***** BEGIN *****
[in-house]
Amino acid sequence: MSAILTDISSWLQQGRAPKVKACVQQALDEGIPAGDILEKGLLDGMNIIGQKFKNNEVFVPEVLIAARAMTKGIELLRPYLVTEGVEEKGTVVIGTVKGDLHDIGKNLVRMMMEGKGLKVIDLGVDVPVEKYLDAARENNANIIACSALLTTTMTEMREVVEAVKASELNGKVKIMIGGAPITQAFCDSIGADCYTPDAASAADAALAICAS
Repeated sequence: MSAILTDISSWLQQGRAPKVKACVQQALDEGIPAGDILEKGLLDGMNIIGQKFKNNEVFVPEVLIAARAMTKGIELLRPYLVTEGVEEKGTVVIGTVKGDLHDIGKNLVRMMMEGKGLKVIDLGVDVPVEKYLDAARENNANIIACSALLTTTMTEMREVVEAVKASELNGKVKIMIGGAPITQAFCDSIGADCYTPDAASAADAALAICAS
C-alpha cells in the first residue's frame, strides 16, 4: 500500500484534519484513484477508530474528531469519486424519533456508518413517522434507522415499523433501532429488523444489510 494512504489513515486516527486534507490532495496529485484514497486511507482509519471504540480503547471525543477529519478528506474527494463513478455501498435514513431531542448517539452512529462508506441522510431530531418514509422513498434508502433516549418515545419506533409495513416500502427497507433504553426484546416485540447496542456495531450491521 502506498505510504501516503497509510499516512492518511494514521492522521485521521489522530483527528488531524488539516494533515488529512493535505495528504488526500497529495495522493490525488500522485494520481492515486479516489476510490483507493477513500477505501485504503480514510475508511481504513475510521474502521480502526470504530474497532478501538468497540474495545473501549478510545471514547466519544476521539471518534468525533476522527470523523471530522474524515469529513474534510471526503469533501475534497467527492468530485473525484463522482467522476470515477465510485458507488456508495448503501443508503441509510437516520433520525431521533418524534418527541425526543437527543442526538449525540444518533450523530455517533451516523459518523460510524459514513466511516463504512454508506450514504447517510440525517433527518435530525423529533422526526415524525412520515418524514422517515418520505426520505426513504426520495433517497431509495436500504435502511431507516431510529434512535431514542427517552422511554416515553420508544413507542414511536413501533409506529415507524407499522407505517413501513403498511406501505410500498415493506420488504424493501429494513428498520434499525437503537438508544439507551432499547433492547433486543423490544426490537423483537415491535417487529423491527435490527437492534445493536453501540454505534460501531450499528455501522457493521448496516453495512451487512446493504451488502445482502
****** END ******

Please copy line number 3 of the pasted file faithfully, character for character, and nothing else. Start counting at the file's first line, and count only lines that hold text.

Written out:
Repeated sequence: MSAILTDISSWLQQGRAPKVKACVQQALDEGIPAGDILEKGLLDGMNIIGQKFKNNEVFVPEVLIAARAMTKGIELLRPYLVTEGVEEKGTVVIGTVKGDLHDIGKNLVRMMMEGKGLKVIDLGVDVPVEKYLDAARENNANIIACSALLTTTMTEMREVVEAVKASELNGKVKIMIGGAPITQAFCDSIGADCYTPDAASAADAALAICAS